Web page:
Moments before the starting gun sounded at the Today's Top Stories on Friday, November 15, American Grayson Murphy wasn’t sure if she’d finish the race.
In the hours leading up to the 14K trail event in Villa La Angostura, Argentina, Murphy was dealing with stomach issues caused by something she ate at dinner the night before and was unable to keep food down. But as soon as the race started, Murphy shrugged off the pressure to perform in non-ideal circumstances, realizing that she needed to appreciate the opportunity she earned.
She jumped to the front of the pack right away and thought, “I’ll just see how long I last.”
Murphy did more than just last. She won gold in her debut at the Today's Top Stories, covering the course–which included a river crossing and 2,475 feet of total ascent–in 1:15:20. She finished 21 seconds ahead of runner-up Elise Poncet of France.
“It was surreal,” Murphy told Runner’s World. “To be honest, I don’t know if it’s quite hit yet. If you had told me a week ago I would win, I would’ve told you you’re crazy.” She then followed that up by winning the 2019 XTERRA Trail Run World Championship at the Kualoa Ranch in Hawaii on November 24. (She was also fifth overall in a 21K time of 1:33:44.)
Murphy’s rise to the top came on the heels of a challenging year of transitions, which ultimately led to a new path in running that has changed her mentality on and off the trails.
“I have generalized anxiety disorder so it’s everywhere—running is just one part of my life that [anxiety presents itself],” Murphy said. “But I think going to the trails has made me a less anxious person in general. I think that’s been the biggest factor in making racing more fun. I don’t come to the line as anxious as I did previously about the rest of my life.”
Discovering What Works
After the 24-year-old graduated from the University of Utah as a five-time All-American in the spring of 2018, she joined the Northern Arizona Elite running group in Flagstaff, Arizona. In the spring of 2019, Murphy ran a 10K personal best of 32:28 and finished sixth at the NACAC Cross Country Championships.
While she had success, she also had setbacks. Increasing her training intensity and mileage from 60 to 85 miles per week led to a plantar fascia tear and issues with her plantaris (a thin muscle behind the knee) and hamstring. For the former soccer star who started running at the college level in 2014, the string of injuries was a shock.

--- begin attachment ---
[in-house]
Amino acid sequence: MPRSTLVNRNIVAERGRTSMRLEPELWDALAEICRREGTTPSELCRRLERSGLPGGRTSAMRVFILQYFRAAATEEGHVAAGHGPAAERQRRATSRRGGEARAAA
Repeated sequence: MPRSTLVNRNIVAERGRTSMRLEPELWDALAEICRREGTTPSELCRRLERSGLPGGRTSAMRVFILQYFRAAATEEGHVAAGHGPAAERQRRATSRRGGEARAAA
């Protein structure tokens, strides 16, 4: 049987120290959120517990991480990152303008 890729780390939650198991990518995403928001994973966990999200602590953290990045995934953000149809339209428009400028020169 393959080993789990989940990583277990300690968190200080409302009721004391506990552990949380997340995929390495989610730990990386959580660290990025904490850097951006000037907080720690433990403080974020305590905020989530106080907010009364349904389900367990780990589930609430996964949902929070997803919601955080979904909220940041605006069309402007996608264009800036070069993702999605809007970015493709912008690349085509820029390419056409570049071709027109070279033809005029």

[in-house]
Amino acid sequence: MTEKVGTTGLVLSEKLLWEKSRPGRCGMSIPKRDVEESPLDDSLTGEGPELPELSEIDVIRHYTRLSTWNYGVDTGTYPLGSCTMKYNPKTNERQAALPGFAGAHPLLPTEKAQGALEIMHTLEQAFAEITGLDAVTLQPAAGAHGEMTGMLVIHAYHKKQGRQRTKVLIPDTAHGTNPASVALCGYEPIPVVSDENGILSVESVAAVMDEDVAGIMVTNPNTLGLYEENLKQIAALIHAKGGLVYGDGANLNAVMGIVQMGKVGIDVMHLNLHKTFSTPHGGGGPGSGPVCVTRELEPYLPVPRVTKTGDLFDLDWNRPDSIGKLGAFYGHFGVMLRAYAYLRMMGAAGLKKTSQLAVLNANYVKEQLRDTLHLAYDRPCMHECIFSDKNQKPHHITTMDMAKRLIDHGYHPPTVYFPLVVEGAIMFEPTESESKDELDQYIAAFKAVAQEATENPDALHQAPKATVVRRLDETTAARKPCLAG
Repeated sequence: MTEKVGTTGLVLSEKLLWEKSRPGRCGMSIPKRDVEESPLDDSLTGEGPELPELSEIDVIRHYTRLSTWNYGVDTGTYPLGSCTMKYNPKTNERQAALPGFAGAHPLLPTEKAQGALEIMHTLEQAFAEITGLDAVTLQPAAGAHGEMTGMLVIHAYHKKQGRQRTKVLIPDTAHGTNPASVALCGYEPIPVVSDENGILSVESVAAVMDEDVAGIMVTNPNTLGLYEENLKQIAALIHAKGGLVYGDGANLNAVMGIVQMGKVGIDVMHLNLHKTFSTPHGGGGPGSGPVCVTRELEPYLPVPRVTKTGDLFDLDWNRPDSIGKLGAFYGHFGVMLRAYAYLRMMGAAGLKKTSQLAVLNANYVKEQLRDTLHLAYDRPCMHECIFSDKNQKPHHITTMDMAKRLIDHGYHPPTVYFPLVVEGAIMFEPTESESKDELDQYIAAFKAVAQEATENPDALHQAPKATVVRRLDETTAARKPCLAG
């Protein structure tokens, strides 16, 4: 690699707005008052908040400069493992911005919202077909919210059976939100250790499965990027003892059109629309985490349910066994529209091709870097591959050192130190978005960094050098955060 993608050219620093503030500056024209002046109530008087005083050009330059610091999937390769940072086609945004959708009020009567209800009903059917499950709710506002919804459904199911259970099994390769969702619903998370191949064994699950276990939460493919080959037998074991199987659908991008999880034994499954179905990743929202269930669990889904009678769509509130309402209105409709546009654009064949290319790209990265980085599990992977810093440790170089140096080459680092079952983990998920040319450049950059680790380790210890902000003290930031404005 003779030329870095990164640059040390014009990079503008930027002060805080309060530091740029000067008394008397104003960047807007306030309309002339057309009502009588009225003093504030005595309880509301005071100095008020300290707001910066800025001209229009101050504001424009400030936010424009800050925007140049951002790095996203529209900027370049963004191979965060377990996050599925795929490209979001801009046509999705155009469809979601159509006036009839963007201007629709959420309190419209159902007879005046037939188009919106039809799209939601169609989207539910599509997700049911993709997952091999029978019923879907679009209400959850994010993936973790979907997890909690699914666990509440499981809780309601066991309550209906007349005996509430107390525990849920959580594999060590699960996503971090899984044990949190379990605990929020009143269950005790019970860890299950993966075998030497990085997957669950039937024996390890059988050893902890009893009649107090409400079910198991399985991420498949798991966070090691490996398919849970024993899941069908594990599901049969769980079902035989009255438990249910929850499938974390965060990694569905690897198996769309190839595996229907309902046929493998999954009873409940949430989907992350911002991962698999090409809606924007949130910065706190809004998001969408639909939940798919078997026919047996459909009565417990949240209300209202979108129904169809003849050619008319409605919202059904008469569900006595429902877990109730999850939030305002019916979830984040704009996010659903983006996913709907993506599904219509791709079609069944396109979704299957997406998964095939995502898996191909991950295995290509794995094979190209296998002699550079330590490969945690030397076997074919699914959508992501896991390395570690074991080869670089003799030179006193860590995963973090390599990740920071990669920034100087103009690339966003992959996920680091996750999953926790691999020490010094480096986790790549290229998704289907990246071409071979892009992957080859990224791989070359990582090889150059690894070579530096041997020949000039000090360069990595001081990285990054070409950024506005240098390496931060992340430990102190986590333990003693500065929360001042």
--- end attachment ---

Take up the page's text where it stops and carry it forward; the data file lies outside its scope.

Growing up in Salt Lake City, Utah, Murphy first found her passion for running on trails, and she missed that exploration element while training to compete solely on the roads and the track in Flagstaff. She was also homesick. Her family and boyfriend, Logan Diekmann, who competes on Utah’s ski team, lived 500 miles away.
“I realized that relationships are really important to me and those will outlast my running career. I didn’t want to lose those relationships just to be fast,” Murphy said. “[Relationships are] something that make me happy as a human and I was missing that in Flagstaff.”
In June 2019, Murphy decided to leave the group with the support of NAZ Elite head coach Ben Rosario. “Coach Ben was really great at helping me figure that out,” she said.
Finding Her Pace
Shortly after leaving NAZ Elite, she moved back to Salt Lake City in pursuit of a running career that involved road and trail racing at the right pace. She reduced her mileage from 85 to 70 miles per week while she was preparing for the world championships.
“I just think I need to give my body time to get there [to high-mileage training],” Murphy said. “I need to take into account the fact that I haven’t been running that long and that’s okay.”
Training with the Idaho Distance Project under the guidance of coach Kameron Ulmer, who is also the husband and coach of 2018 USATF Marathon Champion Emma Bates, Murphy began pursuing trail racing this year.